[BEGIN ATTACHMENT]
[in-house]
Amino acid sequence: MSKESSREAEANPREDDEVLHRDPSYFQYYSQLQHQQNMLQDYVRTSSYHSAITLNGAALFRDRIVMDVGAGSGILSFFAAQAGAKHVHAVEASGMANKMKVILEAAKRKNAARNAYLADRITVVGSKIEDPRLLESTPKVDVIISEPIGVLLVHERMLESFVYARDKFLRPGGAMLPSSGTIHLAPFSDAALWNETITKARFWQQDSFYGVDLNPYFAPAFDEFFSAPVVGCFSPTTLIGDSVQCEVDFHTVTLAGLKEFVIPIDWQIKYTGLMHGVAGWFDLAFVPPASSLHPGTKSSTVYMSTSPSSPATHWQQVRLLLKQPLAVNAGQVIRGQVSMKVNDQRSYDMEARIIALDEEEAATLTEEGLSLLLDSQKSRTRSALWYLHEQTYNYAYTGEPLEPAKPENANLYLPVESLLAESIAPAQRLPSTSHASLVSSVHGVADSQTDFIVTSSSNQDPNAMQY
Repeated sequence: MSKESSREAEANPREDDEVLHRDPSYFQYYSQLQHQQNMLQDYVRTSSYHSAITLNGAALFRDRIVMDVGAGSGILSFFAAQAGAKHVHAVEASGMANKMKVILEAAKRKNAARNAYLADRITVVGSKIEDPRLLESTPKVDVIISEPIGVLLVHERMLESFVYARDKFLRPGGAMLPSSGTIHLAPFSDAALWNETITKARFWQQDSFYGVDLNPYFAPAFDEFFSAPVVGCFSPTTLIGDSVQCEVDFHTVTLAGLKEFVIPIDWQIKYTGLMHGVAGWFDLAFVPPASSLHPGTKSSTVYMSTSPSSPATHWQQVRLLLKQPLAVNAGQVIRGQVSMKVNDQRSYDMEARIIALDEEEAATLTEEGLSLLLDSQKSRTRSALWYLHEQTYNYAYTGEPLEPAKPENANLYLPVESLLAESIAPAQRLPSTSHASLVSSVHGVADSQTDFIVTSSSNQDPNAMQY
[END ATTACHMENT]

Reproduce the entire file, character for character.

[in-house]
Amino acid sequence: MSKESSREAEANPREDDEVLHRDPSYFQYYSQLQHQQNMLQDYVRTSSYHSAITLNGAALFRDRIVMDVGAGSGILSFFAAQAGAKHVHAVEASGMANKMKVILEAAKRKNAARNAYLADRITVVGSKIEDPRLLESTPKVDVIISEPIGVLLVHERMLESFVYARDKFLRPGGAMLPSSGTIHLAPFSDAALWNETITKARFWQQDSFYGVDLNPYFAPAFDEFFSAPVVGCFSPTTLIGDSVQCEVDFHTVTLAGLKEFVIPIDWQIKYTGLMHGVAGWFDLAFVPPASSLHPGTKSSTVYMSTSPSSPATHWQQVRLLLKQPLAVNAGQVIRGQVSMKVNDQRSYDMEARIIALDEEEAATLTEEGLSLLLDSQKSRTRSALWYLHEQTYNYAYTGEPLEPAKPENANLYLPVESLLAESIAPAQRLPSTSHASLVSSVHGVADSQTDFIVTSSSNQDPNAMQY
Repeated sequence: MSKESSREAEANPREDDEVLHRDPSYFQYYSQLQHQQNMLQDYVRTSSYHSAITLNGAALFRDRIVMDVGAGSGILSFFAAQAGAKHVHAVEASGMANKMKVILEAAKRKNAARNAYLADRITVVGSKIEDPRLLESTPKVDVIISEPIGVLLVHERMLESFVYARDKFLRPGGAMLPSSGTIHLAPFSDAALWNETITKARFWQQDSFYGVDLNPYFAPAFDEFFSAPVVGCFSPTTLIGDSVQCEVDFHTVTLAGLKEFVIPIDWQIKYTGLMHGVAGWFDLAFVPPASSLHPGTKSSTVYMSTSPSSPATHWQQVRLLLKQPLAVNAGQVIRGQVSMKVNDQRSYDMEARIIALDEEEAATLTEEGLSLLLDSQKSRTRSALWYLHEQTYNYAYTGEPLEPAKPENANLYLPVESLLAESIAPAQRLPSTSHASLVSSVHGVADSQTDFIVTSSSNQDPNAMQY